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Editors --- "Opinion: The rush to law reform in personal injuries" [2003] AltLawJl 66; (2003) 28(5) Alternative Law Journal 210


The rush to law reform in personal injuries

In the last 12 months governments across the country have rushed into legislation which significantly diminishes the rights of injured Australians. This period has bought about an unprecedented amount of legislative change in personal injuries law in every Australian jurisdiction.

The so-called 'indemnity crisis' was heralded last year with the collapse of the giant United Medical Protection (UMP) indemnity organisation. This coincided with a sharp rise in public liability insurance premiums which threatened the viability of small businesses and community organisations. The insurance industry lobby seized this opportunity.

In order to respond to the public concern generated by the insurance industry, the Commonwealth sought quick solutions. The focus of its interest was tort law, commissioning a review panelled by a NSW Supreme Court judge, Justice Ipp. The panel's Terms of Reference asserted that the 'award of damages for personal injury has become unaffordable and unsustainable as the principal source of compensation for those injured through the fault of another'.[1]

Not surprisingly, the eventual recommendations of the lpp Report were designed specifically to reduce the number of claims being made.

First wave reforms

The Victorian Government introduced the first round of amendments in late 2002 and they apply to all public liability and medical negligence cases. These included:

• A reduction in the limitation period for adults with personal injury claims from six to three years, with an ex­ emption to children and the intellectually disabled.

• A cap on general damages of$371,000.

• A cap on damages for loss of earnings and earning capacity, so the court must disregard any income lost by the plaintiff above three times average earnings.

• A change in the 'discount rate' for lump sum payments from 3% to 5%. This is the figure used to calculate future economic loss a:. an immediate lump sum payment. This change alone can wipe hundreds of thousands of dollars from claims that have a large component for future care needs, reducing the compensation of those who are injured the most.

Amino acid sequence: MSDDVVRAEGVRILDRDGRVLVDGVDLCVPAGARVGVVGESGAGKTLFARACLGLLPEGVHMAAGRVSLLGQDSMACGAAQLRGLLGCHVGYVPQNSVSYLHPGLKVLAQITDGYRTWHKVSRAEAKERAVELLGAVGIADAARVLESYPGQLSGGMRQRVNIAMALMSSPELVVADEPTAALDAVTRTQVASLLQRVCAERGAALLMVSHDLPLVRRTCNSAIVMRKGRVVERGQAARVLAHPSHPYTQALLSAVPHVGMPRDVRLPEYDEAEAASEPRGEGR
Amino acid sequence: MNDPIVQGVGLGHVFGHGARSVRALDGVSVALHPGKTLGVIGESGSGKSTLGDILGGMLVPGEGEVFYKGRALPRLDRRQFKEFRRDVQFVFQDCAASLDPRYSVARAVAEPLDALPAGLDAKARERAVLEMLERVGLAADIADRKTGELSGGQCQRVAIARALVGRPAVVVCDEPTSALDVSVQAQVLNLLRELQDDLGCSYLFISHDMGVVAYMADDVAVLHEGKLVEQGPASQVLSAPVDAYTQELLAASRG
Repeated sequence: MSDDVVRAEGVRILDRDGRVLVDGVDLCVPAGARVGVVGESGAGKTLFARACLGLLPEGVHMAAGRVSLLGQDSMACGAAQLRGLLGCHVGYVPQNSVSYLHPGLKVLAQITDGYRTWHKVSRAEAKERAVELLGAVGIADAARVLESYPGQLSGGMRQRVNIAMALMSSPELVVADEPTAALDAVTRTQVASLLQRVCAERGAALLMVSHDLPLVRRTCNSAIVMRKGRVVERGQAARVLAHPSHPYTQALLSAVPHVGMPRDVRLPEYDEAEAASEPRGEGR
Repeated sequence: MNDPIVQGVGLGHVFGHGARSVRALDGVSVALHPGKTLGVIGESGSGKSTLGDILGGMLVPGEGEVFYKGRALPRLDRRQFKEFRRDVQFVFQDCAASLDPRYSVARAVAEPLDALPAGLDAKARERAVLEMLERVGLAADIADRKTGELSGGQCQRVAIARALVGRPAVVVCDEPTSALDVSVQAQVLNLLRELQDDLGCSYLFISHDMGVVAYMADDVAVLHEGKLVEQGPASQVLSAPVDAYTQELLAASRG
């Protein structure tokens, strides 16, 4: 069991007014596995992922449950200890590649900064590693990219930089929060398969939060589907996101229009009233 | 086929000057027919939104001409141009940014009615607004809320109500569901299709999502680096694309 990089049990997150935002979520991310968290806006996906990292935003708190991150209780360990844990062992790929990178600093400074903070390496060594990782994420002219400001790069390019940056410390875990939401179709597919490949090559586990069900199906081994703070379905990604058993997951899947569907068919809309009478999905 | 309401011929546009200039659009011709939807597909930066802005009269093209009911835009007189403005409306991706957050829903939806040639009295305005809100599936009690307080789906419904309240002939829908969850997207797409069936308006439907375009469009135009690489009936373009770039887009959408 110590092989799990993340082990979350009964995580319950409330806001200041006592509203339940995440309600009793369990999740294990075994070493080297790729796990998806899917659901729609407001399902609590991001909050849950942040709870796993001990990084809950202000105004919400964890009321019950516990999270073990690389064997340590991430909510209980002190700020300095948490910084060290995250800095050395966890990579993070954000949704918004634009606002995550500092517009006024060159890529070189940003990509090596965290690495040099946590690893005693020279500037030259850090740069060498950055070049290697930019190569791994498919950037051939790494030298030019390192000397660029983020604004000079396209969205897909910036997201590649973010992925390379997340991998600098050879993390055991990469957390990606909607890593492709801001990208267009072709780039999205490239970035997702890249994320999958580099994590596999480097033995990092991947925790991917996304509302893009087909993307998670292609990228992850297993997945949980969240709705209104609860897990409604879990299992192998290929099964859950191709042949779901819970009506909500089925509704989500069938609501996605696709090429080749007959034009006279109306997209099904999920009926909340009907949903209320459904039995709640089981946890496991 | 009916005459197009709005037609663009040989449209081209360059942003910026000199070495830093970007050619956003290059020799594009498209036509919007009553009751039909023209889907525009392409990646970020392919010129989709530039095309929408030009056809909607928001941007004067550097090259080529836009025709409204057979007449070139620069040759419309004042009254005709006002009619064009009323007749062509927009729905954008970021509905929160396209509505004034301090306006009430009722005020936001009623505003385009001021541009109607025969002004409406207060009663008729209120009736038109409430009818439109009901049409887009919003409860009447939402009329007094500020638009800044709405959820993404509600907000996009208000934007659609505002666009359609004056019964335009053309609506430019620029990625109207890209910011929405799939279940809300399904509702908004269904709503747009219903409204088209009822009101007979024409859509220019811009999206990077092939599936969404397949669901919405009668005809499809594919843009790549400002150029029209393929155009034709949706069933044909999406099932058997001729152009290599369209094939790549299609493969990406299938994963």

Second wave reforms

Not content with these changes, or prepared to allow time for them to be assessed in practice, the Victorian Government announced further amendments in May 2003.

These included:

• A requirement that a person have a 'significant injury' before a general damages claim could be made. In most cases 'significant injury' will be assessed using impairment thresholds based on American Medical Association Guides Fourth Edition (the Guides). These require a greater than 5% whole person impairment for physical injury and greater than 10% for psychiatric injuries.

• A limitation period of six years for children and intellectually disabled plaintiffs.

• Introduction of 'discoverability' for determining limitation periods, as long as the claim is commenced within the maximum 'long-stop' of 12 years from the negligence.

• A threshold on recovery of damages for gratuitous assistance (known as the Griffiths v Kerkemeyer component of damages). Such claims can only be made where assistance was required for six hours a day over a period of six months.

These changes were retrospective. Thus, all claims not filed before 1 October 2003 came under the new laws, whether or not the injury occurred before the laws were passed. This has caused a recent 'spike' in the amount of claims filed.

The Guides and medical negligence cases

Among the various draconian measures of the second wave re­ forms, the use of American Medical Association Guides has caused the greatest concern.

The Guides have been used to set thresholds in employment and transport accident schemes for many years. The arbitrari­ ness of these guides regularly results in different doctors arriving at very different impairment percentages. Disputes over assessment and outcome often lead to expensive litigation be­ fore the substantive issues of a claim are determined.

However, the Guides are particularly unsuitable for complex medical negligence cases. First, unlike the employment and transport accident systems, common law negligence is not underpinned by no-fault compensation. People injured as a result of a medical mishap cannot apply to a statutory body to cover the cost of treatment or lost earnings. Although economic loss may still be claimed, few plaintiffs will be willing to proceed with litigation unless there is a real prospect for general damages or economic costs are very high.